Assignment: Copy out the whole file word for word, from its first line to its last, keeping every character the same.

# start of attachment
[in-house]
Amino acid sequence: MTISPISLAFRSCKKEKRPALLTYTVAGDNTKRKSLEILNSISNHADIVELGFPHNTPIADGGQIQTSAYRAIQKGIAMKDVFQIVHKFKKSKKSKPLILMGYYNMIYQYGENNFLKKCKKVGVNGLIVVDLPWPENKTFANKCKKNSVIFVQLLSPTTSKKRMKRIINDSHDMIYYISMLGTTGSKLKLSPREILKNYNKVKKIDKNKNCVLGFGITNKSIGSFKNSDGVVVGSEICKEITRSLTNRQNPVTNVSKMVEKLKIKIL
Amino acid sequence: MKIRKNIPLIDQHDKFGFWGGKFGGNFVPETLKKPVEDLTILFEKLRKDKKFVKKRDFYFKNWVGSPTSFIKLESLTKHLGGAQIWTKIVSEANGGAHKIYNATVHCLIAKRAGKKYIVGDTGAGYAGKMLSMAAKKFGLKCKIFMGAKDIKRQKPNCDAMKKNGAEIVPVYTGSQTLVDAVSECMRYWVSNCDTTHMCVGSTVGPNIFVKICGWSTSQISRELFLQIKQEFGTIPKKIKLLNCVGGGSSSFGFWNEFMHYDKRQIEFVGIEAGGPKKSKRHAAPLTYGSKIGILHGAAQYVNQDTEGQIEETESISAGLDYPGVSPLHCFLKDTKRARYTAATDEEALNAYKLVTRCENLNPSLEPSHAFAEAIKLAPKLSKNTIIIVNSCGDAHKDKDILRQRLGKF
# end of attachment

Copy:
[in-house]
Amino acid sequence: MTISPISLAFRSCKKEKRPALLTYTVAGDNTKRKSLEILNSISNHADIVELGFPHNTPIADGGQIQTSAYRAIQKGIAMKDVFQIVHKFKKSKKSKPLILMGYYNMIYQYGENNFLKKCKKVGVNGLIVVDLPWPENKTFANKCKKNSVIFVQLLSPTTSKKRMKRIINDSHDMIYYISMLGTTGSKLKLSPREILKNYNKVKKIDKNKNCVLGFGITNKSIGSFKNSDGVVVGSEICKEITRSLTNRQNPVTNVSKMVEKLKIKIL
Amino acid sequence: MKIRKNIPLIDQHDKFGFWGGKFGGNFVPETLKKPVEDLTILFEKLRKDKKFVKKRDFYFKNWVGSPTSFIKLESLTKHLGGAQIWTKIVSEANGGAHKIYNATVHCLIAKRAGKKYIVGDTGAGYAGKMLSMAAKKFGLKCKIFMGAKDIKRQKPNCDAMKKNGAEIVPVYTGSQTLVDAVSECMRYWVSNCDTTHMCVGSTVGPNIFVKICGWSTSQISRELFLQIKQEFGTIPKKIKLLNCVGGGSSSFGFWNEFMHYDKRQIEFVGIEAGGPKKSKRHAAPLTYGSKIGILHGAAQYVNQDTEGQIEETESISAGLDYPGVSPLHCFLKDTKRARYTAATDEEALNAYKLVTRCENLNPSLEPSHAFAEAIKLAPKLSKNTIIIVNSCGDAHKDKDILRQRLGKF